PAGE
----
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Thursday, May 25, 2017

And the Dying Cheer By Bionic Mosquito



“The lamps are going out all over Europe; we shall not see them lit again in our lifetime.”
–  Edward Grey, Secretary for Foreign Affairs, on the eve of the Great War
Prologue
Genesis 2: 9 The Lord God made all kinds of trees grow out of the ground—trees that were pleasing to the eye and good for food. In the middle of the garden were the tree of life and the tree of the knowledge of good and evil.
16 And the Lord God commanded the man, “You are free to eat from any tree in the garden; 17 but you must not eat from the tree of the knowledge of good and evil, for when you eat from it you will certainly die.”
Genesis 3: Now the serpent was more crafty than any of the wild animals the Lord God had made. He said to the woman, “Did God really say, ‘You must not eat from any tree in the garden’?”
2 The woman said to the serpent, “We may eat fruit from the trees in the garden, 3 but God did say, ‘You must not eat fruit from the tree that is in the middle of the garden, and you must not touch it, or you will die.’”
4 “You will not certainly die,” the serpent said to the woman. 5 “For God knows that when you eat from it your eyes will be opened, and you will be like God, knowing good and evil.”



You know the story: they ate the fruit, their eyes were opened, God banished them from the Garden, and man has been cursed to toil and eternal damnation ever since.
Of course, I am not insisting that you believe the story.
The Middle Ages Kingship and Law in th... Fritz Kern, S.B. Chrim... Best Price: $50.00 Buy New $43.61
I take from Fritz Kern, author of “Kingship and Law in the Middle Ages”:
For us law needs only one attribute in order to give it validity; it must, directly or indirectly, be sanctioned by the State.  But in the Middle Ages, different attributes altogether were essential; mediaeval law must be “old” law and must be “good” law….If law were not old and good law, it was not law at all, even though it were formally enacted by the State.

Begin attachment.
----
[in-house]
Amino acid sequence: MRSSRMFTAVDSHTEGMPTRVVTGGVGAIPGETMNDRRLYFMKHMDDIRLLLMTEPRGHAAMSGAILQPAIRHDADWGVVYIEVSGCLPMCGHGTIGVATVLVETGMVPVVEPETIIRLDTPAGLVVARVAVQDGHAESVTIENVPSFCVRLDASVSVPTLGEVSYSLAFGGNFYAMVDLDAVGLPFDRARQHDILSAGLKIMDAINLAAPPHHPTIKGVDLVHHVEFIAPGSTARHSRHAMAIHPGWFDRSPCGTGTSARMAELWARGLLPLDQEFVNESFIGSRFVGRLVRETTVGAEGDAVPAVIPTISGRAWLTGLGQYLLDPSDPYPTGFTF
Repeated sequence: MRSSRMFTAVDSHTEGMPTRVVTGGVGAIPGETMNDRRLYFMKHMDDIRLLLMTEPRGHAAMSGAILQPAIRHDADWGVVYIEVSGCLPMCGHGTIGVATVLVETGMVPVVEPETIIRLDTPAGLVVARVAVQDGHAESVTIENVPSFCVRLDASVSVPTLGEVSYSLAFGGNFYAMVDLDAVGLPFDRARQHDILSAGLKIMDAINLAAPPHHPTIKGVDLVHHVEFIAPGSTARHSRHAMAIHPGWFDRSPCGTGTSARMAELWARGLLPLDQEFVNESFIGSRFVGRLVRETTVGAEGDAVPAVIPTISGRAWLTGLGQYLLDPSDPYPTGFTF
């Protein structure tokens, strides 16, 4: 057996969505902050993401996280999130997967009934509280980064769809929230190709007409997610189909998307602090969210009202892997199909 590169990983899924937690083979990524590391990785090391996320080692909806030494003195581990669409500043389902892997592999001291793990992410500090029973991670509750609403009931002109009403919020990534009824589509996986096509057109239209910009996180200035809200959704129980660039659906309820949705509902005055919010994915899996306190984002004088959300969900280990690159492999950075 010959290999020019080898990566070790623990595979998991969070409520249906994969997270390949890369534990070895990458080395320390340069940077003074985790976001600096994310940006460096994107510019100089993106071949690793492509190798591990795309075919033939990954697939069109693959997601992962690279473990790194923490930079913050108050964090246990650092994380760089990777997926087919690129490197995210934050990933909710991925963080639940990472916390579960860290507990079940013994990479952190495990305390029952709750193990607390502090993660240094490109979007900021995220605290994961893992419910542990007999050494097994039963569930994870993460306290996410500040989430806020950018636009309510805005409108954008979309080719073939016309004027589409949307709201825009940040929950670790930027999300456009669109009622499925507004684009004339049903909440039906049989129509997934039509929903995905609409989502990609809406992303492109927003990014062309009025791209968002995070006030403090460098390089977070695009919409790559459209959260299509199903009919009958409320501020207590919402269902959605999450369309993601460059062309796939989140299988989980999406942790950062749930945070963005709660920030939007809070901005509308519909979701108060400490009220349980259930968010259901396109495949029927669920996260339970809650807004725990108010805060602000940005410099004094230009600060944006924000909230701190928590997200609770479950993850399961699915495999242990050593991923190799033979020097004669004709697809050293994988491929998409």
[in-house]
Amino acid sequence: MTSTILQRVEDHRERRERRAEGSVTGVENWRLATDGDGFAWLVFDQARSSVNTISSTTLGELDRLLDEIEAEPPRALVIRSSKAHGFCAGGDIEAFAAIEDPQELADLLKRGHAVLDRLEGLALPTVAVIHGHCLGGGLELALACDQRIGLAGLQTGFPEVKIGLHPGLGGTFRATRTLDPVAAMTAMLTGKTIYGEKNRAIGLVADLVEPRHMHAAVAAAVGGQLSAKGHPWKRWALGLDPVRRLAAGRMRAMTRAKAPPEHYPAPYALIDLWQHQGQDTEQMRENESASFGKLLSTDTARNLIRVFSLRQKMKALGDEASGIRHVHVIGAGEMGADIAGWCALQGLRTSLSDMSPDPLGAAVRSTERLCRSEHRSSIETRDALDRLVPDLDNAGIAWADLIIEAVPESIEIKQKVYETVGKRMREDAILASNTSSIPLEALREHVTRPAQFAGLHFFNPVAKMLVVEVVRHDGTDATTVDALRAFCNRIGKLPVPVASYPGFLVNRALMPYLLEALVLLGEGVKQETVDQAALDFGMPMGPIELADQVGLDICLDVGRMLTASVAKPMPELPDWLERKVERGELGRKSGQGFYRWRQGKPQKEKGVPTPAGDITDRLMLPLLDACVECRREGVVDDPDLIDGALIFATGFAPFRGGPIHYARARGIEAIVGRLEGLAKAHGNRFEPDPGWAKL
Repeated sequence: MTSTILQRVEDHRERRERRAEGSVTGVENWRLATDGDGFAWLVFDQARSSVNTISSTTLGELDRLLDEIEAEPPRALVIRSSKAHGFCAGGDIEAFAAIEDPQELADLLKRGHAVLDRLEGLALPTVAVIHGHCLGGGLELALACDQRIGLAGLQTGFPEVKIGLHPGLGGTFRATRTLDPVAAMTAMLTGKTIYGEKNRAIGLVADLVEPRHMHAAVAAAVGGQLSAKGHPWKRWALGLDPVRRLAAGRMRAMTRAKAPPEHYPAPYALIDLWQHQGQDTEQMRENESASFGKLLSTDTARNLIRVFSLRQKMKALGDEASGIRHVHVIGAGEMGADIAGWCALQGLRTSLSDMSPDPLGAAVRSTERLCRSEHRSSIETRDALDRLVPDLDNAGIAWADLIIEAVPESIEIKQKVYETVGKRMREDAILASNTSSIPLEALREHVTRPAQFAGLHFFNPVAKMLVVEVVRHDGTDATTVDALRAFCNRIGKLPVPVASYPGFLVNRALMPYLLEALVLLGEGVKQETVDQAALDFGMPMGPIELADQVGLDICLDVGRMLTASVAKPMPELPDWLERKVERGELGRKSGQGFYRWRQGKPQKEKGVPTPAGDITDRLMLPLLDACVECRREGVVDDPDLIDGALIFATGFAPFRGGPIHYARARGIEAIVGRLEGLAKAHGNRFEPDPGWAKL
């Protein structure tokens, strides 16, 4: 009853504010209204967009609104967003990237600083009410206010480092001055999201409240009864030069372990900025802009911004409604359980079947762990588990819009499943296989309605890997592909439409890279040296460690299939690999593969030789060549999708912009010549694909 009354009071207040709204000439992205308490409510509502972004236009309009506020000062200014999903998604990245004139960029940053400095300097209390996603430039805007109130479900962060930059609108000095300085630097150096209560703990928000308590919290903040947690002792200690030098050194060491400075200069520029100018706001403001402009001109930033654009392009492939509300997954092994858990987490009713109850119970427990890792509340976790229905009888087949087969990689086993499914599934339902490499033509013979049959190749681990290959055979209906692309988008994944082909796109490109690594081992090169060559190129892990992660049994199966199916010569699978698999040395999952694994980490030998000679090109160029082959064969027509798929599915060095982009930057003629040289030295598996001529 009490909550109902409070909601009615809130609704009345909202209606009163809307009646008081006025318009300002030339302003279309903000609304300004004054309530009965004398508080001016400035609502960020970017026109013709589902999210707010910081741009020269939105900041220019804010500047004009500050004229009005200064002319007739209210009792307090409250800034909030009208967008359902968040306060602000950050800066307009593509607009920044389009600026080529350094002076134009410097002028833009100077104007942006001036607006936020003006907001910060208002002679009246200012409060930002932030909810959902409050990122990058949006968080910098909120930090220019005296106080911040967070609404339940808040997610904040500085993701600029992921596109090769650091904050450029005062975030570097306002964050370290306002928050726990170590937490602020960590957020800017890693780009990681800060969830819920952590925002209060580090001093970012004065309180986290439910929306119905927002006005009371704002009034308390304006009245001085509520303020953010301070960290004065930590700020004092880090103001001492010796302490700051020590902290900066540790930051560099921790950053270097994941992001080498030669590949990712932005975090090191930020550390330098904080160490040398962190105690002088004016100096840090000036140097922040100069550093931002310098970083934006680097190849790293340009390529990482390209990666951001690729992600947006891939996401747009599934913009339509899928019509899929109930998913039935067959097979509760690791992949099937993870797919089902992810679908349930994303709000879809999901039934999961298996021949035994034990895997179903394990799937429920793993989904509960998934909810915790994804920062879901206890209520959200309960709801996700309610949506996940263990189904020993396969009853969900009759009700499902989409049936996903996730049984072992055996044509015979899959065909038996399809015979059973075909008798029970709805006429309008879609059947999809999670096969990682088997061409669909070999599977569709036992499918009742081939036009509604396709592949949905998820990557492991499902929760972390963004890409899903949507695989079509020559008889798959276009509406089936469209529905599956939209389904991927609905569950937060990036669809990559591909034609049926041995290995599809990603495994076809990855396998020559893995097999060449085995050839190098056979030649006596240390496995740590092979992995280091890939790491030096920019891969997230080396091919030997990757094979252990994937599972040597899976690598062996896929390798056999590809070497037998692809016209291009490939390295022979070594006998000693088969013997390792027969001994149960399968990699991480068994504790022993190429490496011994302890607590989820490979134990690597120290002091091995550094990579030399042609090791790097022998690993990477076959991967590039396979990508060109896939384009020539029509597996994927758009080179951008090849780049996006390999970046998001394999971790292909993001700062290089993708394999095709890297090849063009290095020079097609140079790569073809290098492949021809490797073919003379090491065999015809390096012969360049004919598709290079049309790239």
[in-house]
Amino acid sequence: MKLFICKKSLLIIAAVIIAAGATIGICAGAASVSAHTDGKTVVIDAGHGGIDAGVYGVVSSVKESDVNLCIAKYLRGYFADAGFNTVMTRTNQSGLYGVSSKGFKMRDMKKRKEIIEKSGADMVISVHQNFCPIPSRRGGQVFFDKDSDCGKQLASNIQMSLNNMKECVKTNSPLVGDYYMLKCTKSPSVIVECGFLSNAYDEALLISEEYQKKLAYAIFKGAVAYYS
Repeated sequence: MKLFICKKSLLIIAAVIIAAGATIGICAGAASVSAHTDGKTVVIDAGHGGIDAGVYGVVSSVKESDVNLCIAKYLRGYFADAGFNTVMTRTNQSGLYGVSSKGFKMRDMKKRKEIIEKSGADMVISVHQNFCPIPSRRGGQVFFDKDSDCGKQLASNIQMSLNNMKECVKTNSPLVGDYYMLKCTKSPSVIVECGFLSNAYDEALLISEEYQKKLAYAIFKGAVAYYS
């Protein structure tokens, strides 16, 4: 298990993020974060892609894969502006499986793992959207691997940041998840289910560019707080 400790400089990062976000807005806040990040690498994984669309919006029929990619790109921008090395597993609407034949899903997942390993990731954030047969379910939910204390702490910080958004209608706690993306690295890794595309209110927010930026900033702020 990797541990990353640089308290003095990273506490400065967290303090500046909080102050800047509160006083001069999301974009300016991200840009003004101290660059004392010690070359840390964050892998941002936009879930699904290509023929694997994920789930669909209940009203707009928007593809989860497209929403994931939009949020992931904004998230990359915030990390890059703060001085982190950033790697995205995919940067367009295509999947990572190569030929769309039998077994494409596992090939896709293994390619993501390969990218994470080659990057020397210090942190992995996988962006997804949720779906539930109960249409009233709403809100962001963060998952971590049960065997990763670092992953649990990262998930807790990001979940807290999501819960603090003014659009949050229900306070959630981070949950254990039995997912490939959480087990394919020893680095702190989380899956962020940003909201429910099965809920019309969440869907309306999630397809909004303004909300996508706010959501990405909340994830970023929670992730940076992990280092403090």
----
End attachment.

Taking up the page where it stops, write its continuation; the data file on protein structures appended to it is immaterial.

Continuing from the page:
Law was in fact custom.  Immemorial usage, testified to by the eldest and most credible people; the leges partum….
Where we moderns have erected three separate alters, to Law, to Politics, and to Conscience, and have sacrificed to each of them as sovereign godheads, for the mediaeval mind the goddess of Justice is enthroned, with only God and Faith above her, and no one beside her.
Another who has written of this time is Jacques Barzun, a phenomenal scholar of European history and culture.  His book, “From Dawn to Decadence,” is a must-read for anyone interested in European history of the last 500 years.  Barzun offers, regarding the law of the Middle Ages and the Middle Ages generally:
The truth is that during the 1,000 years before 1500 a new civilization grew from beginnings that were uncommonly difficult….showing the world two renaissances before the one that has monopolized the name.
…the Germanic invaders brought a type of custom law that some later thinkers have credited with the idea of individual freedom.…no rule was held valid if not approved by those it affected.
Anglo-Saxon law…defined crime literally as breaking the peace.
Such was a nation of laws, not men; every noble vested with veto power; the king below the law, whose duty was limited to enforcing the law – not creating the law; law based on oath – sacred oath between the parties and including God.
All in a cultural milieu that fully incorporated the Church; kingly authority tempered by the competing governance structure that the Church offered.
Returning to Kern:
For us, the actually valid or positive law is not immoral but amoral; its origin is not in conscience, God, nature, ideals, ideas, equity or the like, but simply in the will of the State, and its sanction is the coercive power of the State.  On the other hand, the State for us is something holier than for mediaeval people….
Such is our lot: legislation and regulation by men wiser than us and wiser than God.  I know many readers don’t like the “God” part of this; just stick to customary law as it was known in the Middle Ages: the old and good law, with crime defined as breaking the peace.  I can live with this if you can.